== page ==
News is a 24-hour-a-day business. Correction: It’s a 60-minute-an-hour, 24-hour-a-day, seven-day-a-week…you get the idea. Furthermore, the news simply is not a nicely groomed anchor reading today’s top stories before handing the ball off to 'Storm,' the weather guy, or 'Champ' for sports. A news channel has an anchor reciting the news. It also has a crawl along the bottom explaining, in brief, top stories. There also is a picture-in-picture of some breaking event. And, in case you were curious, there is a list of bullet points of what’s up next. It’s like staring at a strobe light. Breaking news: The cable news channel is giving me a seizure.
From visual pieces such as paintings to utilitarian items like ink wells, the American Kennel Club Museum of the Dog is focused on collecting, preserving and showing dog-themed works of art.
Let’s face it: Tragic career spirals are as common in Hollywood as Botox and traffic jams. Nobody seriously asks the question, Whatever happened to (fill in the blank)? because the answer is obvious and unsurprising: He chose a couple of bad projects (Zac Efron); his ego got the better of him (Vin Diesel); drugs (Lindsay Lohan); bad reviews (Ryan Reynolds); people forgot about him (whatshisname). It’s the nature of the business. Did you know, for example, that the actor who portrayed the magnetic bad boy Kelly Leak form the original Bad News Bears movie, Jackie Earle Haley, is a renowned and busy character actor these days; or that Karate Kid nemesis William Zabka has been popping up in television shows of late?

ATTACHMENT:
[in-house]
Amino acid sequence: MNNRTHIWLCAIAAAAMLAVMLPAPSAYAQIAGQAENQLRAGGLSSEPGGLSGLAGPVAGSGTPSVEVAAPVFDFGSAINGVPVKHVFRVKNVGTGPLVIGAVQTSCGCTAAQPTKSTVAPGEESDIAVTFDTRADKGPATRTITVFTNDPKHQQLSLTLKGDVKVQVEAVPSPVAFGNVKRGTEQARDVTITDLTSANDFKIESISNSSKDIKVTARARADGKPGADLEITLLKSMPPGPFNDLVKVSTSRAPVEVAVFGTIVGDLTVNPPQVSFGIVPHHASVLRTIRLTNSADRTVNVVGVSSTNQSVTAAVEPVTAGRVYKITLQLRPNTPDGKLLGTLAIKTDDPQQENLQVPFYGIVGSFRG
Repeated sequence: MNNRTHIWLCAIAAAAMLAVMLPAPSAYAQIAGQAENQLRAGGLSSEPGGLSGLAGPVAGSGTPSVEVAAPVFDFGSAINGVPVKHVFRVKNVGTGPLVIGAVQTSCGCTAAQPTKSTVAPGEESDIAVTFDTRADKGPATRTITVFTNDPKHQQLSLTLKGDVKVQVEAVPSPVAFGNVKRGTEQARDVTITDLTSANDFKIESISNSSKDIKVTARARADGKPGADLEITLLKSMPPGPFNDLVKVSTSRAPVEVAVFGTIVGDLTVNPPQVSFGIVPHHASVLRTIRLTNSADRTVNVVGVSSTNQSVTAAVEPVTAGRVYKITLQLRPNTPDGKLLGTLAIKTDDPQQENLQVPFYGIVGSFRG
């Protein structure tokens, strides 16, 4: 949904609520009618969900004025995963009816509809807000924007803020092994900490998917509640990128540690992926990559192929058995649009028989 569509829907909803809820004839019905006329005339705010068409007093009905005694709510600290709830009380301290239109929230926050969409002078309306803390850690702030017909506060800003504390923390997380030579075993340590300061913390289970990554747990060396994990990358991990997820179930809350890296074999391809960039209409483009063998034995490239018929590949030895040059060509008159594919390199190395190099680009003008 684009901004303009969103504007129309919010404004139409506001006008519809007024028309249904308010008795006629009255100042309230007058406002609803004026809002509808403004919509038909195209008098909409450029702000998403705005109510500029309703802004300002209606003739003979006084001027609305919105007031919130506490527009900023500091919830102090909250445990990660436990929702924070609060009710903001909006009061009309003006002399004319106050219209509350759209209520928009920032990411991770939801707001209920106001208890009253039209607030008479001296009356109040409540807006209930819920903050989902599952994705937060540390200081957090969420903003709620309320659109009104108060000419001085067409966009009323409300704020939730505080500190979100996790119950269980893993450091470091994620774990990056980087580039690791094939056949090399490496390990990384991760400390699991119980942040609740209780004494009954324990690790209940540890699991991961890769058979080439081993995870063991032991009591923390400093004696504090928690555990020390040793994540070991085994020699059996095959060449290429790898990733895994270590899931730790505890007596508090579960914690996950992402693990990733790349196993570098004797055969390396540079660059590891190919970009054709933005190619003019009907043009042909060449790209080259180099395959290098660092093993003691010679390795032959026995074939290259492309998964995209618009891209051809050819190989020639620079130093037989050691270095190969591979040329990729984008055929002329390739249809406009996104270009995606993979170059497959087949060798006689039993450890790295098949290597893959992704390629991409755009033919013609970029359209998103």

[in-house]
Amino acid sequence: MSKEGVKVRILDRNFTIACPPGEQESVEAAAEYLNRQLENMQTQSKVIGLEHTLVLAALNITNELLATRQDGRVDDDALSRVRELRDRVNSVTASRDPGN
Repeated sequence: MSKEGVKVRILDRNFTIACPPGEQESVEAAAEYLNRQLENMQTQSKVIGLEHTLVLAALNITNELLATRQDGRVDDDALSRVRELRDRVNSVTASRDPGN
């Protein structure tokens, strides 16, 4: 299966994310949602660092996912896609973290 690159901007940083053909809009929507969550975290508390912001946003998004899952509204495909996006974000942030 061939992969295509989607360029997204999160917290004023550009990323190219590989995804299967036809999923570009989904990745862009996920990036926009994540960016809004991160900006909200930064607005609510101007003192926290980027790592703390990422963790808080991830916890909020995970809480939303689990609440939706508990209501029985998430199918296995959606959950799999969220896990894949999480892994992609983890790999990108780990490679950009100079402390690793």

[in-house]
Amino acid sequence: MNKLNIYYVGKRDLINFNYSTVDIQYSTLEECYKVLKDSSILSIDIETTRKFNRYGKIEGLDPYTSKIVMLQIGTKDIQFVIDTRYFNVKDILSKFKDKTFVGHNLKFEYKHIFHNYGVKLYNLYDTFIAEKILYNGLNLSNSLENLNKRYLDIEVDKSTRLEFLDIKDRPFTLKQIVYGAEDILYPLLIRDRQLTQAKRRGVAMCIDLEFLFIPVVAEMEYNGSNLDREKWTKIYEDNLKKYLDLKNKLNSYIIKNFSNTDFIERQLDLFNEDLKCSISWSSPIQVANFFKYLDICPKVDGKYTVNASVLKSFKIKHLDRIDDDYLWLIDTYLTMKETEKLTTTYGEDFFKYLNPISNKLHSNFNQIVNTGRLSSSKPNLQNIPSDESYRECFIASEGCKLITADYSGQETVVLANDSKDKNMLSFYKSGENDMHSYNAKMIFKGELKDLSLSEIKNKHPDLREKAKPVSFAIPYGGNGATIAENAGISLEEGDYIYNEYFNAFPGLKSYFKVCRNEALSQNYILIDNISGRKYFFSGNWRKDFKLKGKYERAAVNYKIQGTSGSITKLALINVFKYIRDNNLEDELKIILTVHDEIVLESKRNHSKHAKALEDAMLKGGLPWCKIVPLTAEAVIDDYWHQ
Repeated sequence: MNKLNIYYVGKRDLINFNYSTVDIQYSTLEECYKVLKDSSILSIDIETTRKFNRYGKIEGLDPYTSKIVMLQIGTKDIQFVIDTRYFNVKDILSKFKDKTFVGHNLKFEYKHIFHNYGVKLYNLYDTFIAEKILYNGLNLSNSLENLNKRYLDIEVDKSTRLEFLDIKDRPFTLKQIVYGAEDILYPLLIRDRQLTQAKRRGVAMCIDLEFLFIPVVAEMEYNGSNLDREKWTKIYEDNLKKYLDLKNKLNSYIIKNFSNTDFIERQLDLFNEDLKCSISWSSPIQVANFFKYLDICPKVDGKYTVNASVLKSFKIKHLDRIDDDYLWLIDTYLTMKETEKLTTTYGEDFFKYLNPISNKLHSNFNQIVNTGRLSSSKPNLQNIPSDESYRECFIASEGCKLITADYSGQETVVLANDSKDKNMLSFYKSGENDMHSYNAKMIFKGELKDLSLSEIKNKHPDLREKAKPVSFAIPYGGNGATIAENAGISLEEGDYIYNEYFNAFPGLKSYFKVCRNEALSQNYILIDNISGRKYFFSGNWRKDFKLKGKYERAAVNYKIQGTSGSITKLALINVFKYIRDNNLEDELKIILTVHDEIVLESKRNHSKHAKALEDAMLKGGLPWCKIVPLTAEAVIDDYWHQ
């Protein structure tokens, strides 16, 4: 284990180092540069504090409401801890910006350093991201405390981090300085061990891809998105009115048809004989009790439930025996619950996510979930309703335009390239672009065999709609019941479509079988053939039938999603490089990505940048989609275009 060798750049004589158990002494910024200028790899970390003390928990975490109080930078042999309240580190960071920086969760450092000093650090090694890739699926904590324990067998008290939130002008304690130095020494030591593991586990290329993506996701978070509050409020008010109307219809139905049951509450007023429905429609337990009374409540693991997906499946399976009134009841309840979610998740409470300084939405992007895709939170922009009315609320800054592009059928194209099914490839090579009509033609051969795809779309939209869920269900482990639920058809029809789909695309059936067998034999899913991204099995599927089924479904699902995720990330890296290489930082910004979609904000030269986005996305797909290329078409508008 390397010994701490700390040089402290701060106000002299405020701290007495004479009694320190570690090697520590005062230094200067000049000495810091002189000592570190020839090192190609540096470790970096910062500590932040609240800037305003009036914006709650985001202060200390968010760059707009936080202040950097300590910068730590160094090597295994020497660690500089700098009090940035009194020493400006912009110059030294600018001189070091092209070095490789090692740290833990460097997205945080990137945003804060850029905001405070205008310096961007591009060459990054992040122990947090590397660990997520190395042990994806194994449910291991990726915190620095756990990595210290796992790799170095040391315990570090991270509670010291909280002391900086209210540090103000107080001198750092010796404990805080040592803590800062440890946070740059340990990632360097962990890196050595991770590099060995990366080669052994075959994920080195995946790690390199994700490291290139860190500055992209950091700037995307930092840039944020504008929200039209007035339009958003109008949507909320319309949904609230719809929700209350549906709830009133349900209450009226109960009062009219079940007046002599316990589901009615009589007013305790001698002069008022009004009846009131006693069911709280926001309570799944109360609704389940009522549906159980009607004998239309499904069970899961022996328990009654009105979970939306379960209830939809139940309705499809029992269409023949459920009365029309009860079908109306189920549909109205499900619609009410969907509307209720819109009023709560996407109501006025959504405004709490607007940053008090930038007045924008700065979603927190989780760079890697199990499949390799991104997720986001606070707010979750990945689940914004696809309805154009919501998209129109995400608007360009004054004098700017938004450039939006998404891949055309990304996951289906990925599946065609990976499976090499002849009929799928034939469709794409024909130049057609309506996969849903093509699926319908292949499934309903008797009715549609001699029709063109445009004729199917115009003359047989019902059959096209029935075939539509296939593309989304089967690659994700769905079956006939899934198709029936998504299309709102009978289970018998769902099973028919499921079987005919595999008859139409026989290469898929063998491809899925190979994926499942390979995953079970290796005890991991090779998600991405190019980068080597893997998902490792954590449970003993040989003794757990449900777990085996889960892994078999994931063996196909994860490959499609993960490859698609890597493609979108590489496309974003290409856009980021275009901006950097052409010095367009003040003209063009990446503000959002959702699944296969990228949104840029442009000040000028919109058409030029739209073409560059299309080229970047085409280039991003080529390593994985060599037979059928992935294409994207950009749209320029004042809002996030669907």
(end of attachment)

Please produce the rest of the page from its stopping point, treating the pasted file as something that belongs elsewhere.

Story: Banker Sam Wheat and his girlfriend Molly Jenson, a potter, have moved into an old brownstone in Brooklyn to renovate it and make it their home. Meanwhile, at work Sam notices some major and troubling discrepancies in some accounts he’s managing, and confides the problem to his friend and colleague Carl.
Story: Director Lloyd Dallas is frantically putting his ensemble of six performers through their much-needed dress rehearsal for the Otstar Productions Ltd. presentation of Nothing On, a comedy by noted playwright Robin Housemonger. “Doors and sardines,” Dallas advises his troupe. “It’s all about doors and sardines.”
Play: Shirley Valentine
Recognition of stellar productions by nearly two dozen local theater companies will take center stage when the St. Louis Theater Circle presents its second annual awards ceremony honoring the best in local professional theater, on stage and behind the scenes, on Monday, March 17, 2014 at the Center of Creative Arts (COCA), 524 Trinity Avenue in University City.
Story: Most days, Shirley Bradshaw puts on a face that she keeps in a jar by the door. She’s only 42 years old, but she feels more like 142. It’s the mid-1980s, and Shirley lives a humdrum existence in a working-class neighborhood in Liverpool, England, where John, Paul, George and Ringo got their start.
To get you in the mood for this Sunday's 86th Annual Academy Awards, we have LN's longtime movie critic, Debbie Baldwin, comparing notes with Brandon LaMew, who's been ranked No. 15 among Netflix's top film reviewers worldwide.